“Bold and incisive, full of smarts, wit, and self-awareness, it’s an erudite and entertaining inquiry into nothing less than what is in the modern, millenial world and what should be.”
Quill & Quire
“delightful travel book-cum-philosophical exploration that will remind the reader of Robert Pirsig’s eccentric 1970s classic, Zen and the Art of Motorcycle Maintenance.”
Bronwyn Drainie, Author and critic
“very readable and intelligently provocative.”
Philip Marchand, Toronto Star newspaper
“Part travelogue, part philosophical treatise, part random musing — perhaps it’s more helpful to call it equal parts Plato, Robert Pirsig and Peter Mayle — it is a book of metaphysical rummaging, of thoughtful meandering.
The real guiding strength of the book is the desire to bring together, or to distinguish between, the world of science or fact and the world of spirituality or wonder. Few writers are so rooted in the past, or perhaps so forward-looking, as to be able to dissect these two world-views. Rowland does so with a light touch and an eclectic intelligence, and with a deep appreciation of the marvels that are everywhere around us.”
Peter O’Brien,The Globe and Mail newspaper –
“Ockham’s Razor sticks pins in the smug assumption that our modern civilization is the pinnacle of human development. Indeed, this book makes us question the values at the very heart of contemporary thought. It makes us long for another time when people were in harmony with the universe rather than struggling to dominate. it.”
Norm Bolen, Vice-President of Programming, History Television
“Wade Rowland is in love with Provencal history and cooking, and what they may have to teach us about the nature of belief. The path he traces from medieval heresy to modern materialism is interesting and provocative.”
Ronald Wright, author of A Scientific Romance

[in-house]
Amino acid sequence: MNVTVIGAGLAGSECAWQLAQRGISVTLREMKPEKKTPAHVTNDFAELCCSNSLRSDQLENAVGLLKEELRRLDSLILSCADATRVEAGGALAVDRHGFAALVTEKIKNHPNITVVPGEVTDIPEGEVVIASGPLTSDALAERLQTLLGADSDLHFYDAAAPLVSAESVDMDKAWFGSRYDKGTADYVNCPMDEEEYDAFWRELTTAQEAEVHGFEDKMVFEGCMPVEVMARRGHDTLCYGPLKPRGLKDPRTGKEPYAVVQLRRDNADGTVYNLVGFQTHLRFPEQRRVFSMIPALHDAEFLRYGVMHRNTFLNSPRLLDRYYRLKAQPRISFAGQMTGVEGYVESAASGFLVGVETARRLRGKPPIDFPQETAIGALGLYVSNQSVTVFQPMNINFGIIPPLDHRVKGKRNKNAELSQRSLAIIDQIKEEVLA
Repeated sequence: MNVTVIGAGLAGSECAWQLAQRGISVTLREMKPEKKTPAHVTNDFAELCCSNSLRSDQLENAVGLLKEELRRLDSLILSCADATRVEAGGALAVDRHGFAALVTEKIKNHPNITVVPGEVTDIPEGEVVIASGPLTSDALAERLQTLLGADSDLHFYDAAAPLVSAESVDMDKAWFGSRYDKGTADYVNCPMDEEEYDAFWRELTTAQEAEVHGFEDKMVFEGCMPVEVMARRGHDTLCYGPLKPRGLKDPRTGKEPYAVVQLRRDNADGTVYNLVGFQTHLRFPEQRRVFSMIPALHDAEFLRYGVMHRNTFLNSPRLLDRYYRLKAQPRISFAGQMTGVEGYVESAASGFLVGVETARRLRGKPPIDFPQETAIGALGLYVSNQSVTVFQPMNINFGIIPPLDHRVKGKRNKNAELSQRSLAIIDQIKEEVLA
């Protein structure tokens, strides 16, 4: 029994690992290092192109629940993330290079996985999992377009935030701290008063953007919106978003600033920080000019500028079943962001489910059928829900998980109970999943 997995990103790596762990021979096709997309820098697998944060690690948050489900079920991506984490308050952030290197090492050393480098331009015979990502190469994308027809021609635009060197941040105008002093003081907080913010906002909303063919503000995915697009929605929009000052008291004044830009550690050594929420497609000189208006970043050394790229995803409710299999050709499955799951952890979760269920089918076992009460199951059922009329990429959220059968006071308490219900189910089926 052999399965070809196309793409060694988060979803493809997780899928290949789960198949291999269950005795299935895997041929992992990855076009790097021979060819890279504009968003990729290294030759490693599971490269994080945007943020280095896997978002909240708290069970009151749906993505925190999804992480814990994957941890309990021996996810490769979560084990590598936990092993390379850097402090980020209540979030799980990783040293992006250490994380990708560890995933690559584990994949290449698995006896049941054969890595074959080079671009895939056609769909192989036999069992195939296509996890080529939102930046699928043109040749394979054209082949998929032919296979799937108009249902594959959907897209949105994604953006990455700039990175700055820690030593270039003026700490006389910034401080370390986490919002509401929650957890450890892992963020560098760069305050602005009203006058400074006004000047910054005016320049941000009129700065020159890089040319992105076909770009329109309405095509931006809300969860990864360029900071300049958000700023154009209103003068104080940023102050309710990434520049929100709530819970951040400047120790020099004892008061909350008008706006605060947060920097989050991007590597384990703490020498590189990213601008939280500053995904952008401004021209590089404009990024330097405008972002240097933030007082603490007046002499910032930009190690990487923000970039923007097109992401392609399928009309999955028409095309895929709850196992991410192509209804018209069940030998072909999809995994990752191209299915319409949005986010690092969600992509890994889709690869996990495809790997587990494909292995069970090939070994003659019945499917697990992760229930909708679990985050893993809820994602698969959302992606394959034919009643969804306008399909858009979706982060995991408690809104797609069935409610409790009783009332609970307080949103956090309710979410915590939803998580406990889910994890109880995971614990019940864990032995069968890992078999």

“A fascinating account of the perils and promise of parting company with the predictable. The book documents a wonderful family experiment in living and learning differently, maybe even dangerously.”
Pamela Wallin, Pamela Wallin Live
“This beautiful book tells us about values and about how important it is that we get back to them over and beyond our trust in science and rationality. Paradoxically, Ockham’s Razor has healing power. It doesn’t reconcile the reader with the end of a rough century, nor does it attempt to do so, but it brings us gently, surely to a position where we can better perceive ways to explore our world and accept our place in it.”
Derrick de Kerchkhove, Director of the McLuhan Program in Culture and Technology
Chosen as an “Indigo Book Pick”
“A Canadian family piles into a rental car in France and goes off in search of great cuisine, inspiring architecture and the meaning of life. Amazingly, they find all three in this delightful travel book-cum-philosophical exploration that will remind the reader of Robert Pirsig’s eccentric 1970s classic, Zen and the Art of Motorcycle Maintenance.
A journalist with an abiding interest in modern communications technologies, Rowland laments the emptiness and lack of values at the heart of the scientific worldview. His solution: to revisit the Middle Ages, the thousand-year-long Age of Faith that held universal sway in western culture before Galileo, Descartes and Newton came along and bled our lives of meaning. Science, writes Rowland, teaches us the how of everything in the universe, but only faith in some kind of omnipotent organizing principle can teach us the why.
This is a book to argue with, throw down, pick up, ponder and ultimately admire for its courage in challenging the entire scientific-rational-corporatist mindset of our times.”
Bronwyn Drainie, book reviewer, cultural commentator, and author of My Jerusalem: Secular Adventures in the Holy City.
Chapters Bookstore – Chapters Review:
“As we approach the millennium, people seem to be searching for meaningful dialogues and answers to their most pressing issues. Wade Rowland is a former CBC journalist who offers a provocative and philosophical look at the middle ages, its systems of thought and views of reality. In so doing he touches on themes of architecture, philosophers, art and assumptions we make about reality in Ockham’s Razor: A Search for Wonder in an Age of Doubt.
In the tradition of Stephen Jay Gould and John Ralston Saul, Rowland’s reasoned observations are a much-needed tonic in this age of preposterous claims and rash and meaningless human constructs.”